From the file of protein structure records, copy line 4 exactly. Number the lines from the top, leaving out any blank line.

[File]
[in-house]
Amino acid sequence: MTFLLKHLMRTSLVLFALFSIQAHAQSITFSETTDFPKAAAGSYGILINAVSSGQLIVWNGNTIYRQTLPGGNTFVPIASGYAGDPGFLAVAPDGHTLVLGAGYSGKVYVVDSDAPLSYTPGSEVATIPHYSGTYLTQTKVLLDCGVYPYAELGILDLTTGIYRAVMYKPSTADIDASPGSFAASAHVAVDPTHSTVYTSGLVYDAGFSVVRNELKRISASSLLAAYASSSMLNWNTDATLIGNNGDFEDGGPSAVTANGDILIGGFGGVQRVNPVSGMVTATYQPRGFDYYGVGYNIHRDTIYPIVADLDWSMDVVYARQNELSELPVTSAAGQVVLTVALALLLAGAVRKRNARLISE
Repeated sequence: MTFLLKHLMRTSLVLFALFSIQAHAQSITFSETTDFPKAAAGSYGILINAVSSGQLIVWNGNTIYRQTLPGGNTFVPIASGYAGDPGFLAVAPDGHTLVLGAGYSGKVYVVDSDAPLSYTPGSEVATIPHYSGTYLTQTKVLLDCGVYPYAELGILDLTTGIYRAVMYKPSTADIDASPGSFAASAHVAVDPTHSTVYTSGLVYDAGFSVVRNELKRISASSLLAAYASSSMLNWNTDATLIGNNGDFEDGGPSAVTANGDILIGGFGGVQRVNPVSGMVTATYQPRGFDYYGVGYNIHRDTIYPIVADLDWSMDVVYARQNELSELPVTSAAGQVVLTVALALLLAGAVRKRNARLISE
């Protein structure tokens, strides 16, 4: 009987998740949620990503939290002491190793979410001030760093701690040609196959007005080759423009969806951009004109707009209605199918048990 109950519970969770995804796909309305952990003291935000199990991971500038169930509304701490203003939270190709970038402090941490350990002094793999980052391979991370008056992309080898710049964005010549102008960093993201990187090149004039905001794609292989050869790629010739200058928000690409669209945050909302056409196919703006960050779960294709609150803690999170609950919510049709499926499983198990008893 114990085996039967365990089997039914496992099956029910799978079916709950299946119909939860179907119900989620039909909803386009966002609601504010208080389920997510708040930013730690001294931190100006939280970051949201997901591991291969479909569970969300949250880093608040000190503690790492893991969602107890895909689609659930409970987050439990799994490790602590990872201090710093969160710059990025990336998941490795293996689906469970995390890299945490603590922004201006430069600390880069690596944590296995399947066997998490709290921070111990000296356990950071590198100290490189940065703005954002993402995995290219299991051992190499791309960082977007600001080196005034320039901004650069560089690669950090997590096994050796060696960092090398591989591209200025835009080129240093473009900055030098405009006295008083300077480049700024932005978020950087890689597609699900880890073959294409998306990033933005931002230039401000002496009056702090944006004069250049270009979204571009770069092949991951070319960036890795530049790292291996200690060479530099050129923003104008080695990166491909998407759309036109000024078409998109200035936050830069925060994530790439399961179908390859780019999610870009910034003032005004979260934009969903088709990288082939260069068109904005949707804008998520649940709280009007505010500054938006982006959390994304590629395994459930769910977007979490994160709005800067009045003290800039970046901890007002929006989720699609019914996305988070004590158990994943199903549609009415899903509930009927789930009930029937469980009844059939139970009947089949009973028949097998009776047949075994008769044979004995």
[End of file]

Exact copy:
């Protein structure tokens, strides 16, 4: 009987998740949620990503939290002491190793979410001030760093701690040609196959007005080759423009969806951009004109707009209605199918048990 109950519970969770995804796909309305952990003291935000199990991971500038169930509304701490203003939270190709970038402090941490350990002094793999980052391979991370008056992309080898710049964005010549102008960093993201990187090149004039905001794609292989050869790629010739200058928000690409669209945050909302056409196919703006960050779960294709609150803690999170609950919510049709499926499983198990008893 114990085996039967365990089997039914496992099956029910799978079916709950299946119909939860179907119900989620039909909803386009966002609601504010208080389920997510708040930013730690001294931190100006939280970051949201997901591991291969479909569970969300949250880093608040000190503690790492893991969602107890895909689609659930409970987050439990799994490790602590990872201090710093969160710059990025990336998941490795293996689906469970995390890299945490603590922004201006430069600390880069690596944590296995399947066997998490709290921070111990000296356990950071590198100290490189940065703005954002993402995995290219299991051992190499791309960082977007600001080196005034320039901004650069560089690669950090997590096994050796060696960092090398591989591209200025835009080129240093473009900055030098405009006295008083300077480049700024932005978020950087890689597609699900880890073959294409998306990033933005931002230039401000002496009056702090944006004069250049270009979204571009770069092949991951070319960036890795530049790292291996200690060479530099050129923003104008080695990166491909998407759309036109000024078409998109200035936050830069925060994530790439399961179908390859780019999610870009910034003032005004979260934009969903088709990288082939260069068109904005949707804008998520649940709280009007505010500054938006982006959390994304590629395994459930769910977007979490994160709005800067009045003290800039970046901890007002929006989720699609019914996305988070004590158990994943199903549609009415899903509930009927789930009930029937469980009844059939139970009947089949009973028949097998009776047949075994008769044979004995």